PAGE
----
It seems I can’t get away from wunderkammern in my writing and in real life:
Curiosity Cabinets for the 21st Century
One of my favourite forms of procrastination is snooping through Pinterest, which is basically a limitless, digital wunderkammer. Pinterest lets me have All The Curios without the dust and storage issues! Yay! I don’t use Pinterest as much as I used to because it’s full of annoying ads nowadays, but the promise of personalised curation remains: Create classifications (boards), hunt for ‘specimens’ (images and content), arrange, display, and share.
The Real McCoy – Melbourne’s Wunderkammer
So, back in May 2018, I was in Melbourne for KidLitVic, a conference for writers and illustrators of children’s literature. As my writing buddy Kellie Byrnes and I were walking down Lonsdale Street one night, we passed a street level window that made me stop and back up. The window revealed a human skeleton reclining, feet casually crossed, in an antique dentist’s chair. I’d stumbled upon a real cabinet of curiosity! Wunderkammer is delightful and quirky—and it’s situated in a basement, just like my Poppy’s!
Of course I had to go in for a serious bit of snooping through its fabulous displays. (The cabinetry alone is beautiful.) Wunderkammer showcases a variety of curios and natural wonders, including medical & surgical tools, minerals & fossils, insects & butterflies, taxidermy, globes & maps, and ephemera. Items are for sale, and business is delightfully brisk. Many thanks to the fine folks at Wunderkammer, who kindly allowed me to snoop to my heart’s content and take photos. I highly recommend a visit next time you’re in Melbourne: 439 Lonsdale Street, Melbourne.
Musuem Wormianum via Wikimedia Commons, Public Domain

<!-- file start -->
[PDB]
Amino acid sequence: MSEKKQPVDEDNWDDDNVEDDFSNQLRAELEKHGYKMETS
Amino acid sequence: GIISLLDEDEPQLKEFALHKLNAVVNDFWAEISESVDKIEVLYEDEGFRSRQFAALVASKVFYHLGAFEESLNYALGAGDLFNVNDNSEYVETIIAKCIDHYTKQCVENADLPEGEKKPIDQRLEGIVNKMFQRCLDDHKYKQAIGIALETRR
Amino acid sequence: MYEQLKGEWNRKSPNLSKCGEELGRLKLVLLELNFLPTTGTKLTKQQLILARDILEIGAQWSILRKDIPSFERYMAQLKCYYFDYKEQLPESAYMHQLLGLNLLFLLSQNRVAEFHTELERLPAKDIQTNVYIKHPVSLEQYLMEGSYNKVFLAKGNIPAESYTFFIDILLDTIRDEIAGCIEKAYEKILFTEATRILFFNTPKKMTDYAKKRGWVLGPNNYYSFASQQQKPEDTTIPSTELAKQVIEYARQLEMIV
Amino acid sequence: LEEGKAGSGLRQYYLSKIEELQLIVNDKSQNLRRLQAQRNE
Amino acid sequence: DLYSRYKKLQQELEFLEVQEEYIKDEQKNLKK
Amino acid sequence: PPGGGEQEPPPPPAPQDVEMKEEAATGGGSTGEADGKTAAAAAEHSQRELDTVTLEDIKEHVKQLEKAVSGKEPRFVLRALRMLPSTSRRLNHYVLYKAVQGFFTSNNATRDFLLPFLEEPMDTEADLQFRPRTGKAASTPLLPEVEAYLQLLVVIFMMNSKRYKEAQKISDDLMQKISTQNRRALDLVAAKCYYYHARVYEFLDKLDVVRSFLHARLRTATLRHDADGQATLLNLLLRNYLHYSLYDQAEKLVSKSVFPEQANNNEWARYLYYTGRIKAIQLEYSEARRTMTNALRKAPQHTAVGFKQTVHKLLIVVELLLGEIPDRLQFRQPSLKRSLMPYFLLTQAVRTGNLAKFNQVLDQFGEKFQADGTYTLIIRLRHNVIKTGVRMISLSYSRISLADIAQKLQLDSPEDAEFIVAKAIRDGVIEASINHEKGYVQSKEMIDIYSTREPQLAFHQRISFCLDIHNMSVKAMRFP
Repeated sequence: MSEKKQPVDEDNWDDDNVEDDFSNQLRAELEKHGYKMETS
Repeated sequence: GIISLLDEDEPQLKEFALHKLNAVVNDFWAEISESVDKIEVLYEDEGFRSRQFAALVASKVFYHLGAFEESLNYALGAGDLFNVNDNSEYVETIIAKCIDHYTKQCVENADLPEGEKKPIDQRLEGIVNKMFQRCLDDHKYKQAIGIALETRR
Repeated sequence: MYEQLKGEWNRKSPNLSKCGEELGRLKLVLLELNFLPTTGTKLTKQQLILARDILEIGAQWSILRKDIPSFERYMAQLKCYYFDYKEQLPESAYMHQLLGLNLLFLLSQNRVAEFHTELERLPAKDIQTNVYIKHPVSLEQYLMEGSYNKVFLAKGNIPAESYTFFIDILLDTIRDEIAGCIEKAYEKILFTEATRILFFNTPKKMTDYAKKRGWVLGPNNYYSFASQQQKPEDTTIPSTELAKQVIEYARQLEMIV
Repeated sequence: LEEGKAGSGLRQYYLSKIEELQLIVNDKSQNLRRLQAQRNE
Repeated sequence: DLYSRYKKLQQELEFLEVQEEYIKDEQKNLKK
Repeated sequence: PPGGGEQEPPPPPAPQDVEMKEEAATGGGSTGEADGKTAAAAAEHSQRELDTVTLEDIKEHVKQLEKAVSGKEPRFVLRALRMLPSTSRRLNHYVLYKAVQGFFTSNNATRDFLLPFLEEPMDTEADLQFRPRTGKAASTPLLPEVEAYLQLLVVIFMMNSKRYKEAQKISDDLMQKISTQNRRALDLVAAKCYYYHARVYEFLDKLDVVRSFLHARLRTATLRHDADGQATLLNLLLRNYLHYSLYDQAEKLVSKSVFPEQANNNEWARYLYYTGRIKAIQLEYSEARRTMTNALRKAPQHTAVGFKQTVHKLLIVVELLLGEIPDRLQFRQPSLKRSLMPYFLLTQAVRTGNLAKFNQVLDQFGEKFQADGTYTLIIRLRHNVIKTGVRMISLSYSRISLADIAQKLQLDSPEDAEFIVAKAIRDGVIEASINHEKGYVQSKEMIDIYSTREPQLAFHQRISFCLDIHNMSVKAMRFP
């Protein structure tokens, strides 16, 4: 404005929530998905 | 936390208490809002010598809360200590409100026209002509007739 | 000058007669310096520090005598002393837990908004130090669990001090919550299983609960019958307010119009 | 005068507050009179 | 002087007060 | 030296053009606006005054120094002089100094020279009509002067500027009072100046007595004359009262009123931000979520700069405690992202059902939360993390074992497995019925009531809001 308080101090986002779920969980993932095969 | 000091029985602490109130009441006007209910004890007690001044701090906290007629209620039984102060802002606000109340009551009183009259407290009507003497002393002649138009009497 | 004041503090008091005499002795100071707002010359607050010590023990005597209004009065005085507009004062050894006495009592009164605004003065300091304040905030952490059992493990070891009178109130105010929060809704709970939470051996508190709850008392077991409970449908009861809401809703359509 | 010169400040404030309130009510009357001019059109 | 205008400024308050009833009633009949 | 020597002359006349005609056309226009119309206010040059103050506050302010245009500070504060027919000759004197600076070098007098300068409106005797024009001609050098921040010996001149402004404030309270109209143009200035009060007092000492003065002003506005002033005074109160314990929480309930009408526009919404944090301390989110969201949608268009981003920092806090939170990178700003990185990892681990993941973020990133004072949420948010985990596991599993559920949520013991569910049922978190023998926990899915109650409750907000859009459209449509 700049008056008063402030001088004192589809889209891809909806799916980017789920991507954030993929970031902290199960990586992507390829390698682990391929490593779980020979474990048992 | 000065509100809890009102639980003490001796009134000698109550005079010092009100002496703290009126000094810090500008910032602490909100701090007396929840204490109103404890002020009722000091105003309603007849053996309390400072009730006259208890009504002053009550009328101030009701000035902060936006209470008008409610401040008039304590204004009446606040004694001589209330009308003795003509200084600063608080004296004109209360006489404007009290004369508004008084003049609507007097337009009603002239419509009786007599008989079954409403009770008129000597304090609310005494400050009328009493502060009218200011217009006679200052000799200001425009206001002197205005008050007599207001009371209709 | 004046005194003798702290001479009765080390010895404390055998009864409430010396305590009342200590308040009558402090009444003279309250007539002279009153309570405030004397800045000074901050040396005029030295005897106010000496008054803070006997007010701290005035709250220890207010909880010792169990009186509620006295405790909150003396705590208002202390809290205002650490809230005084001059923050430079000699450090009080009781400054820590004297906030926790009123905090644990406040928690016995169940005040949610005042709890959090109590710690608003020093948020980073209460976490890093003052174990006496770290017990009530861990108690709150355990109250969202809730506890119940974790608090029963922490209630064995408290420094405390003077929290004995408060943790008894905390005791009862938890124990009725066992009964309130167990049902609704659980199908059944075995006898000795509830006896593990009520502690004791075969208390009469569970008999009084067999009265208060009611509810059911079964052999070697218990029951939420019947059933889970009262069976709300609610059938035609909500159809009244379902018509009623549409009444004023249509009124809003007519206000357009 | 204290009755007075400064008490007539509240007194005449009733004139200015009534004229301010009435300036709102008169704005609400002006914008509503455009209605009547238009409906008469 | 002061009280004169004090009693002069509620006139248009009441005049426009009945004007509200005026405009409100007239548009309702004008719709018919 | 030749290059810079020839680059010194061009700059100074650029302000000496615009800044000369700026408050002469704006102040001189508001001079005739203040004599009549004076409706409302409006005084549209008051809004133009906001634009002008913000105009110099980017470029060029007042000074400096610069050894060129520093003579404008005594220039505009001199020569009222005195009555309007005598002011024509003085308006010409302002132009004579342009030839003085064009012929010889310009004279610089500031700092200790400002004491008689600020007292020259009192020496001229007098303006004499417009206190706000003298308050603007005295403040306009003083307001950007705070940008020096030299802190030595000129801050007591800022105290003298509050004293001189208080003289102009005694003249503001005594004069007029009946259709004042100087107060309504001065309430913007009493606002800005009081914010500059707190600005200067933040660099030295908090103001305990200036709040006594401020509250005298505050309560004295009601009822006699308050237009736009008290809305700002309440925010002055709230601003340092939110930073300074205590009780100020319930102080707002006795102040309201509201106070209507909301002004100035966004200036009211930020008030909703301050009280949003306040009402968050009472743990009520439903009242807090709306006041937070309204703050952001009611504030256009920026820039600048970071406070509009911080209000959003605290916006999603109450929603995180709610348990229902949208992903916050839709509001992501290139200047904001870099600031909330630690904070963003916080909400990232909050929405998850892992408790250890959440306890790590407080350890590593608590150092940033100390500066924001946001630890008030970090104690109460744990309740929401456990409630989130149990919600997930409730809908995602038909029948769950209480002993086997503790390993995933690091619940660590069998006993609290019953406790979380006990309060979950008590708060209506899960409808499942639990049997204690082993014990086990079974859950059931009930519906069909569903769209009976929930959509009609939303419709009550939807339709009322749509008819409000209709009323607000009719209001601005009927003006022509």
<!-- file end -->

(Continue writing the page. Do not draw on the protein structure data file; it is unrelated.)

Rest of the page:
Wunderkammer photos by Ali
Artist Rosamund Purcell’s recreation of Museum Wormianum is a permanent installation at the Natural History Museum in Denmark. The display includes 40 of the artefacts from Worm’s original Wunderkammer.
Cabinets of Curiosity became quite trendy about five years ago.
Prince Harry and Meghan Markle’s wedding on 19 May 2018 is hot news, so here’s my little contribution to the #royalty craze, a tribute to the spare heir.
It must be a tough gig being the little brother of the heir (of the heir apparent). Prince Harry, bless him, seems unlikely to reign. Heck, who knows if his father, the heir apparent, will make it to the throne.
History is speckled with spare heirs winding their way to the throne. Tempestuous Henry VIII, a spare himself, fathered three children, all of whom had a turn holding the sceptre in the hot seat. More recently, Elizabeth II, a daughter of a spare, could have pursued a life of quiet obscurity if love and duty hadn’t collided so violently in the life of her uncle Edward VIII, the abdicator.
Fascintating Spare Heirs
Late in 2014, I encountered the intriguing concept of spare heir. After pondering the potential for sibling jealousy, the impact on family dynamics, and the effect on one’s sense of identity and purpose, I followed it deep into the rabbit hole of research and emerged with some cool background conflict for a story.
I wondered if there were ever any twin heirs and spares? Imagine missing out on a kingdom and a crown (or, conversely, relative freedom from duty) by a matter of minutes! A quick shake of Queen Victoria’s family tree and out fell a golden apple, AKA the propelling nugget of goodness—a historical fact that leads to a series of compelling what-ifs that beg to become a story!
I found heir apparent twins. Almost…
Victoria wasn’t the daughter of her predecessor. She was the niece of William IV, who’d failed to produce a (legitimate) heir. William and his mistress, actress Dorothea Jordan, produced a herd of children surnamed FitzClarence. But William and Queen Adelaide had a string of bad luck in the progeny department. Their two daughters, Elizabeth and Charlotte, both tragically died shortly after birth. Adelaide’s final pregnancy ended in a devastating stillbirth of twin boys, who, as far as I can tell, were not named.